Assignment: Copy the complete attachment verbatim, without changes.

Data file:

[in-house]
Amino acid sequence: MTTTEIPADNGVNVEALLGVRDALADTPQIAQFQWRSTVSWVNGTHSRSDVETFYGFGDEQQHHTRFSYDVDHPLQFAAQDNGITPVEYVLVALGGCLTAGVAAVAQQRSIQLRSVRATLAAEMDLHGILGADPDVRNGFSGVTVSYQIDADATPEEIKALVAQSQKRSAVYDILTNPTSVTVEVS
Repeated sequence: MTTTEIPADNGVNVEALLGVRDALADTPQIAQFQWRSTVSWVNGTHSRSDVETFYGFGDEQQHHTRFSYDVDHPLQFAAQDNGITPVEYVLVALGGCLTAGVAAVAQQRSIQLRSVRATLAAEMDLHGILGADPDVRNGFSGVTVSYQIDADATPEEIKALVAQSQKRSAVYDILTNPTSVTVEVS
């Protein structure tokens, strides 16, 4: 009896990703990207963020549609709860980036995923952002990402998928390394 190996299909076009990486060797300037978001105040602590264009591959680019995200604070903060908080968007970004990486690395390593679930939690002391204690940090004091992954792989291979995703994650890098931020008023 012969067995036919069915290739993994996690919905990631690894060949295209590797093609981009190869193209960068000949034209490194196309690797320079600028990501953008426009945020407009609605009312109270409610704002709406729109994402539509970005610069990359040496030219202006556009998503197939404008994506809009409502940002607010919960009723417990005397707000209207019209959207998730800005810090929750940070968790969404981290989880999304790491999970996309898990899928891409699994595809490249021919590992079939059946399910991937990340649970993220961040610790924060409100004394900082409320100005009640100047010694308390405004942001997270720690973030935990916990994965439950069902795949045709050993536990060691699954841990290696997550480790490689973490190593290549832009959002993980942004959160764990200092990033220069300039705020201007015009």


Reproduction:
[in-house]
Amino acid sequence: MTTTEIPADNGVNVEALLGVRDALADTPQIAQFQWRSTVSWVNGTHSRSDVETFYGFGDEQQHHTRFSYDVDHPLQFAAQDNGITPVEYVLVALGGCLTAGVAAVAQQRSIQLRSVRATLAAEMDLHGILGADPDVRNGFSGVTVSYQIDADATPEEIKALVAQSQKRSAVYDILTNPTSVTVEVS
Repeated sequence: MTTTEIPADNGVNVEALLGVRDALADTPQIAQFQWRSTVSWVNGTHSRSDVETFYGFGDEQQHHTRFSYDVDHPLQFAAQDNGITPVEYVLVALGGCLTAGVAAVAQQRSIQLRSVRATLAAEMDLHGILGADPDVRNGFSGVTVSYQIDADATPEEIKALVAQSQKRSAVYDILTNPTSVTVEVS
């Protein structure tokens, strides 16, 4: 009896990703990207963020549609709860980036995923952002990402998928390394 190996299909076009990486060797300037978001105040602590264009591959680019995200604070903060908080968007970004990486690395390593679930939690002391204690940090004091992954792989291979995703994650890098931020008023 012969067995036919069915290739993994996690919905990631690894060949295209590797093609981009190869193209960068000949034209490194196309690797320079600028990501953008426009945020407009609605009312109270409610704002709406729109994402539509970005610069990359040496030219202006556009998503197939404008994506809009409502940002607010919960009723417990005397707000209207019209959207998730800005810090929750940070968790969404981290989880999304790491999970996309898990899928891409699994595809490249021919590992079939059946399910991937990340649970993220961040610790924060409100004394900082409320100005009640100047010694308390405004942001997270720690973030935990916990994965439950069902795949045709050993536990060691699954841990290696997550480790490689973490190593290549832009959002993980942004959160764990200092990033220069300039705020201007015009």